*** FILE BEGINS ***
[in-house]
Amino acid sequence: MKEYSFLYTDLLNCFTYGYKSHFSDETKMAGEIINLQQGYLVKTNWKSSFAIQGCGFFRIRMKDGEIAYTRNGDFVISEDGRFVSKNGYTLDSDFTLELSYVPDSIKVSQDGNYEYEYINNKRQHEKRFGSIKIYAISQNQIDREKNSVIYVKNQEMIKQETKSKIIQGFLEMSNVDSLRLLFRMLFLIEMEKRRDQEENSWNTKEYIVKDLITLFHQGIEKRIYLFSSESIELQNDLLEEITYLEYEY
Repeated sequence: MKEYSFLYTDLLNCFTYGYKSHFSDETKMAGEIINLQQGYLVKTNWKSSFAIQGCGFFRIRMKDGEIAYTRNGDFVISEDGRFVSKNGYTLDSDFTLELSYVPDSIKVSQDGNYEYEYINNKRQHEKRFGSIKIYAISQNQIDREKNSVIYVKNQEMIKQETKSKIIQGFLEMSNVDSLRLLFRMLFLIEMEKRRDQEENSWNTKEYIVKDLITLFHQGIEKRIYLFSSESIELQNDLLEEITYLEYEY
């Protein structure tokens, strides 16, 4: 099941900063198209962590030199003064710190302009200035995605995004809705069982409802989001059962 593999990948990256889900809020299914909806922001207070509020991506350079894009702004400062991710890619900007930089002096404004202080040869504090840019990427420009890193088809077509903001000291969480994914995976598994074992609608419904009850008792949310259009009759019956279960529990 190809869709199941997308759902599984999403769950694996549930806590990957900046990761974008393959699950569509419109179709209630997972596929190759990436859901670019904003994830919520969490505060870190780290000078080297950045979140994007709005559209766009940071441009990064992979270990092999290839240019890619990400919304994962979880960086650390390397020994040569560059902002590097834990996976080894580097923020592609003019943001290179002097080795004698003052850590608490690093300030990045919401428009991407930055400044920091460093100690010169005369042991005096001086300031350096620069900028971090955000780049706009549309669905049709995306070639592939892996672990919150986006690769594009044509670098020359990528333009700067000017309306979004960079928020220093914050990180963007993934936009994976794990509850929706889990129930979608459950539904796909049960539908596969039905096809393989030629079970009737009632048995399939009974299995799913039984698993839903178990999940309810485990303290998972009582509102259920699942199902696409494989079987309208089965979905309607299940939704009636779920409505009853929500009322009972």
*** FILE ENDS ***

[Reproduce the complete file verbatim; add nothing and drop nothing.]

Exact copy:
[in-house]
Amino acid sequence: MKEYSFLYTDLLNCFTYGYKSHFSDETKMAGEIINLQQGYLVKTNWKSSFAIQGCGFFRIRMKDGEIAYTRNGDFVISEDGRFVSKNGYTLDSDFTLELSYVPDSIKVSQDGNYEYEYINNKRQHEKRFGSIKIYAISQNQIDREKNSVIYVKNQEMIKQETKSKIIQGFLEMSNVDSLRLLFRMLFLIEMEKRRDQEENSWNTKEYIVKDLITLFHQGIEKRIYLFSSESIELQNDLLEEITYLEYEY
Repeated sequence: MKEYSFLYTDLLNCFTYGYKSHFSDETKMAGEIINLQQGYLVKTNWKSSFAIQGCGFFRIRMKDGEIAYTRNGDFVISEDGRFVSKNGYTLDSDFTLELSYVPDSIKVSQDGNYEYEYINNKRQHEKRFGSIKIYAISQNQIDREKNSVIYVKNQEMIKQETKSKIIQGFLEMSNVDSLRLLFRMLFLIEMEKRRDQEENSWNTKEYIVKDLITLFHQGIEKRIYLFSSESIELQNDLLEEITYLEYEY
């Protein structure tokens, strides 16, 4: 099941900063198209962590030199003064710190302009200035995605995004809705069982409802989001059962 593999990948990256889900809020299914909806922001207070509020991506350079894009702004400062991710890619900007930089002096404004202080040869504090840019990427420009890193088809077509903001000291969480994914995976598994074992609608419904009850008792949310259009009759019956279960529990 190809869709199941997308759902599984999403769950694996549930806590990957900046990761974008393959699950569509419109179709209630997972596929190759990436859901670019904003994830919520969490505060870190780290000078080297950045979140994007709005559209766009940071441009990064992979270990092999290839240019890619990400919304994962979880960086650390390397020994040569560059902002590097834990996976080894580097923020592609003019943001290179002097080795004698003052850590608490690093300030990045919401428009991407930055400044920091460093100690010169005369042991005096001086300031350096620069900028971090955000780049706009549309669905049709995306070639592939892996672990919150986006690769594009044509670098020359990528333009700067000017309306979004960079928020220093914050990180963007993934936009994976794990509850929706889990129930979608459950539904796909049960539908596969039905096809393989030629079970009737009632048995399939009974299995799913039984698993839903178990999940309810485990303290998972009582509102259920699942199902696409494989079987309208089965979905309607299940939704009636779920409505009853929500009322009972």